Friday, December 20, 2019

As Sulphur Cap Comes Into Force How Long is Lifetime of a Gas Scrubber

A Look at Potential Corrosion Issues
Shipping News Feature

US – NORWAY – WORLDWIDE – Over the past few months we have written about the benefits and drawbacks of the two types of scrubber systems being installed in vessels globally to clean harmful gaseous emissions and ensure compliance with the mandatory IMO Sulphur cap, coming into force in just a few days.

Whether open or closed loop, both scrubber types are intended to last for the anticipated lifetime of any vessel in which they are installed, either as a new build or if retrofitted. However any machinery is of course only as reliable as its weakest component and it seems the quality of build materials could have a dramatic effect on the life of a scrubber.

We are talking here of equipment which not only operates in an environment where salt water is literally everywhere, but which is subject to constant mechanical vibration and thermal expansion-contraction cycles. A study performed by the American specialist metal group ATI, titled ‘Evaluation of Alloys for Marine Exhaust Scrubbers - Effect of Welding and a Crevice’, confirms the importance of correct material choice for scrubbers.

In the study the weight loss and corrosion rate of five corrosion resistant alloys commonly used in marine scrubbers were tested in a simulated scrubber environment. The results revealed that for a severe corrosion case, the alloy 254SMO had a crevice corrosion rate of approx. 0.7 mm per year, while a corrosion rate close to 0 was found for Alloy59.

This of course highlights the necessity of knowing exactly what is going into the making of a chosen scrubber. In theory the choice of a scrubber which contains the more susceptible metal could lead to corrosion depths up to 7 millimetres over a decade, thicker than many scrubber walls!

This matter was brought to our attention by Norwegian headquartered scrubber supplier Yara Marine Technologies in a Q&A session with Yara’s Anders M. Sørheim, M.Sc. Chem. Eng. Asked what were the most important factors when looking to choose a corrosion-resistant scrubber, in addition to alloy quality, he replied:

”Welding, welding and welding. Even if a scrubber was built in pure nickel, it could be susceptible to corrosion damages if the welds were not properly performed by approved welders, following an approved welding procedure using approved welding materials. A good rule of thumb is that the welding material should be of a higher grade than the material being welded together, also known as ‘overmatching the filler material’.

”In addition, the amount of heat applied during welding should be kept to a minimum to avoid hot cracking caused by the formation of carbides and intermetallic compounds in the weld. Furthermore, the welds should be properly pickled and cleaned, and finally subject to 100% NDT testing to ensure the absence of crevices caused by poor welding, including visual surface examination and ultrasonic testing. A high focus on quality is as important in the scrubber material selection as in the post-manufacturing inspections.”

Yara claims to know the weak spots in scrubber performance and for that reason, after initially choosing the material Hastelloy for its preliminary run of scrubbers due to its excellent corrosion-resistant properties, it switched to the aforementioned Alloy 59 for areas where conditions are worst, especially in the bottom part of the scrubber and AL6XN or similar in other areas where the temperature is lower. This, although not as resilient as Alloy 59, these have great corrosion-resistant properties matching the corrosive environment in the upper part of the scrubber tower.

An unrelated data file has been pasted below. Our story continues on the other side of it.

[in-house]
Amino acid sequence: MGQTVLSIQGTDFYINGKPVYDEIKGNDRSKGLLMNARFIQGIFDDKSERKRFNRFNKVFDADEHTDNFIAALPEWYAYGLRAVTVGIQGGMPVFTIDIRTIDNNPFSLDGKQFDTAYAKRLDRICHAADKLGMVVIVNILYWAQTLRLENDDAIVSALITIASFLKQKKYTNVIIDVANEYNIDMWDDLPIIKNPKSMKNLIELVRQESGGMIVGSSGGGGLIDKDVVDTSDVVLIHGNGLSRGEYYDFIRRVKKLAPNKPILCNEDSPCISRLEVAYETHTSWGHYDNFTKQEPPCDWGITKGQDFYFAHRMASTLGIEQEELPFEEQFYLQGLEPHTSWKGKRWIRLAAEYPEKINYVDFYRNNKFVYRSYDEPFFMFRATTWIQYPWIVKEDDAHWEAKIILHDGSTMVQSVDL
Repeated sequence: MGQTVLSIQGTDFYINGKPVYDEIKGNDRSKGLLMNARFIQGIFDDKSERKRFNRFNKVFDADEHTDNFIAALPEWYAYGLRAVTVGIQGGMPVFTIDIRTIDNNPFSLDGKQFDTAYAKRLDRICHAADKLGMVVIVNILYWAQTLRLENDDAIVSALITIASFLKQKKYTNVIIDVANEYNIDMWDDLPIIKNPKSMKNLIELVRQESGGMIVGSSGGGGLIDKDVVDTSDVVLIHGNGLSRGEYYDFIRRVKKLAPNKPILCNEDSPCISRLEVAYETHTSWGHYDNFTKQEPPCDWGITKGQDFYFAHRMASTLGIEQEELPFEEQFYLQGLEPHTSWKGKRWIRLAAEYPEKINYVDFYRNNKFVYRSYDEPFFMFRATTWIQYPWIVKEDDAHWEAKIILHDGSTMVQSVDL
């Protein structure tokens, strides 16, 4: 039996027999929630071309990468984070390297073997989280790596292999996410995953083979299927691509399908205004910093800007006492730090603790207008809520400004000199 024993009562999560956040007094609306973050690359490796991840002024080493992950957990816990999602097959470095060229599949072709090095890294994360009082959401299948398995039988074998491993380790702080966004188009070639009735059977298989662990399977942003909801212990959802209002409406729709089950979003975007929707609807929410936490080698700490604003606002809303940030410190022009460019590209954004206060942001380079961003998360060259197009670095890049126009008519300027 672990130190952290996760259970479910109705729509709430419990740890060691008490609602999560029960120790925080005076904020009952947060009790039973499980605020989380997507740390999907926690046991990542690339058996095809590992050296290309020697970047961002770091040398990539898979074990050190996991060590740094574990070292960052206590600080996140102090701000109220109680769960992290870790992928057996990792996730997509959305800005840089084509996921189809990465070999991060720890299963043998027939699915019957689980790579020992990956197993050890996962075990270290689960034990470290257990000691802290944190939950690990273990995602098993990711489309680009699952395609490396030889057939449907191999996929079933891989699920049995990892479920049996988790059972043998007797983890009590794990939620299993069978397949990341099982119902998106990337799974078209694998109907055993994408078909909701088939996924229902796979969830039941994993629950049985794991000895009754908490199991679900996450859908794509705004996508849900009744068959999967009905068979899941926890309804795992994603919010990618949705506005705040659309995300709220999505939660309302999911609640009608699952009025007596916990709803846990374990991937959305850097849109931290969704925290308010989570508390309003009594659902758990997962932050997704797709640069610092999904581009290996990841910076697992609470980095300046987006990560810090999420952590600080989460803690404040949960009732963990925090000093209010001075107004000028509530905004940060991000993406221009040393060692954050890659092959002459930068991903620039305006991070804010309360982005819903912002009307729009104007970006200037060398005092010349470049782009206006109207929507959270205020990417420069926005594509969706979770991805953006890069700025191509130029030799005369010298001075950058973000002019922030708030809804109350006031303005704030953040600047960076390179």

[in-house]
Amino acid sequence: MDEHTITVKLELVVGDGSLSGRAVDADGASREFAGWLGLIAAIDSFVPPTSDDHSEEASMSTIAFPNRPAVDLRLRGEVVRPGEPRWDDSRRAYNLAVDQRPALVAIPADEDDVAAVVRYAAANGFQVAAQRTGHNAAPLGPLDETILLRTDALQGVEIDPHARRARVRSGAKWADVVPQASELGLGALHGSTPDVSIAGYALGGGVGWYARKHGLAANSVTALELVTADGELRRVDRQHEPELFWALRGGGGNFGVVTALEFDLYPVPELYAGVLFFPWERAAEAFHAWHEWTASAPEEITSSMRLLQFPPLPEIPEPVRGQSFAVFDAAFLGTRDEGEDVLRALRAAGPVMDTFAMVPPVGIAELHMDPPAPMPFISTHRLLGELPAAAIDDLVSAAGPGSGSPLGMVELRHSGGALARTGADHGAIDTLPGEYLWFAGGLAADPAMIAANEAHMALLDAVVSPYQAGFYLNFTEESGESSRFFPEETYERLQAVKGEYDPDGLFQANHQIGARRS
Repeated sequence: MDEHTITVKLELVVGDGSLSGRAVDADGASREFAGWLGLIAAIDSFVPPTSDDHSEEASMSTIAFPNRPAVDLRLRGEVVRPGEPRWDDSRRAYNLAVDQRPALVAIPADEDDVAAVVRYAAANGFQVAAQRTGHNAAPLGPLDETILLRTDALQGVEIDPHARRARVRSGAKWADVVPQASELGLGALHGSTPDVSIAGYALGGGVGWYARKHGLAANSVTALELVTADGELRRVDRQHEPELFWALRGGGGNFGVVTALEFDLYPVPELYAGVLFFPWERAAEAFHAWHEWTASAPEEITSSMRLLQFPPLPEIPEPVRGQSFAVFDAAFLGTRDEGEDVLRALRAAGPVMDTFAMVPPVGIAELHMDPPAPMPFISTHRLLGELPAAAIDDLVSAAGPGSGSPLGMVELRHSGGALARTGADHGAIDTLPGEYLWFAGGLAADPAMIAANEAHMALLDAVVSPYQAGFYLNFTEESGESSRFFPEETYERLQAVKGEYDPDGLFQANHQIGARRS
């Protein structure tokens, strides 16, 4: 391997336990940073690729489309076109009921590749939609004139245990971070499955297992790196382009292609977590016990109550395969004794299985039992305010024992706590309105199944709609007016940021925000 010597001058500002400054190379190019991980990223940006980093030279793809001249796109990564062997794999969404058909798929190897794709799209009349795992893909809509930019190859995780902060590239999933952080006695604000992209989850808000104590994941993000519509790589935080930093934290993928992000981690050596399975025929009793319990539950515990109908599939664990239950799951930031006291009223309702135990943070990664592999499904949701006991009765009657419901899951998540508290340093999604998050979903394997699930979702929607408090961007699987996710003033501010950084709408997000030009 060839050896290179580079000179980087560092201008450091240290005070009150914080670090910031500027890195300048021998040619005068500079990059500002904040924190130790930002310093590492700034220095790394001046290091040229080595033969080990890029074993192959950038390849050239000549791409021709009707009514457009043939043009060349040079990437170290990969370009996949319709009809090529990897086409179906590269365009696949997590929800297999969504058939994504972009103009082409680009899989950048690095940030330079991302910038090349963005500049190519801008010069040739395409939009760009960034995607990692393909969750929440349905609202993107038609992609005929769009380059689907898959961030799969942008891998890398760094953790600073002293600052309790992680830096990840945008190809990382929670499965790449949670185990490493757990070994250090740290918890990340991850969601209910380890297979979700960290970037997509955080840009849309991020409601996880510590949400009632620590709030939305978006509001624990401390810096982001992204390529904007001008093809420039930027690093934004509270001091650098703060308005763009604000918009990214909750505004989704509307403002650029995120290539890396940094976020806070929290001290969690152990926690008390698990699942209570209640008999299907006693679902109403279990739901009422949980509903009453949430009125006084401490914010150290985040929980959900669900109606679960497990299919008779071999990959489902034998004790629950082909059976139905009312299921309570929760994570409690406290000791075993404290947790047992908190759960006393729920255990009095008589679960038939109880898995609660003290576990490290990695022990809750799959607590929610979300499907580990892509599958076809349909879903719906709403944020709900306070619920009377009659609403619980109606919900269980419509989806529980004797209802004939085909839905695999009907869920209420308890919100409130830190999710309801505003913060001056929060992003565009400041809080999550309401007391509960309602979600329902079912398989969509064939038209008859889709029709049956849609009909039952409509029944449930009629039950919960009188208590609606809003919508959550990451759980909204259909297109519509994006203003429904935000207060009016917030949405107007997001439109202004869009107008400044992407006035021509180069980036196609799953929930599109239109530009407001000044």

Sørheim points out that the rules set by the class societies such as DNV GL cover the structural strength, hull integrity and the safety and availability of the main functions in order to maintain essential services on the ship. Unfortunately, the scrubber system is not considered a main function, and therefore has less stringent rules for manufacturing.

When it comes to corrosion protection, DNV GL amended their rules for scrubber systems in 2017 to include the text: ‘The exhaust gas cleaning unit and exhaust piping exposed to the cleaning water or treated exhaust shall be suitable for the corrosive properties of the two medias.’ How well this rule is interpreted and enforced, however, is a different question. As we have seen, not all corrosion resistant alloys are sufficiently resistant.

Many ship owners will of course look to the initial and service costs rather than the life expectancy of such technology, particularly if their own fleet rotation plans mean the vessels involved will have been passed on to a new owner by the time problems arise. When asked what the future holds for the scrubber market, Sørheim commented:

”Over the last few years we have seen a shift in our competitor’s material choice towards more corrosion-resistant alloys, although not to the extent we would have hoped. We have seen players in the market experimenting with ceramic materials for the scrubber, which is an interesting approach, as ceramics do not corrode, but they are unfortunately susceptible to other types of damages due to their brittle nature.

”Various kinds of plastic composites such as GRE has been tested but are not a real option due to their low melting point. Some manufacturers have even tried different coatings inside the scrubber, but unfortunately the coating does not last long in the extreme environment. The next developments we see will be about the continued optimizing of the scrubber tower design, as long as it does not increase the risk for corrosion.”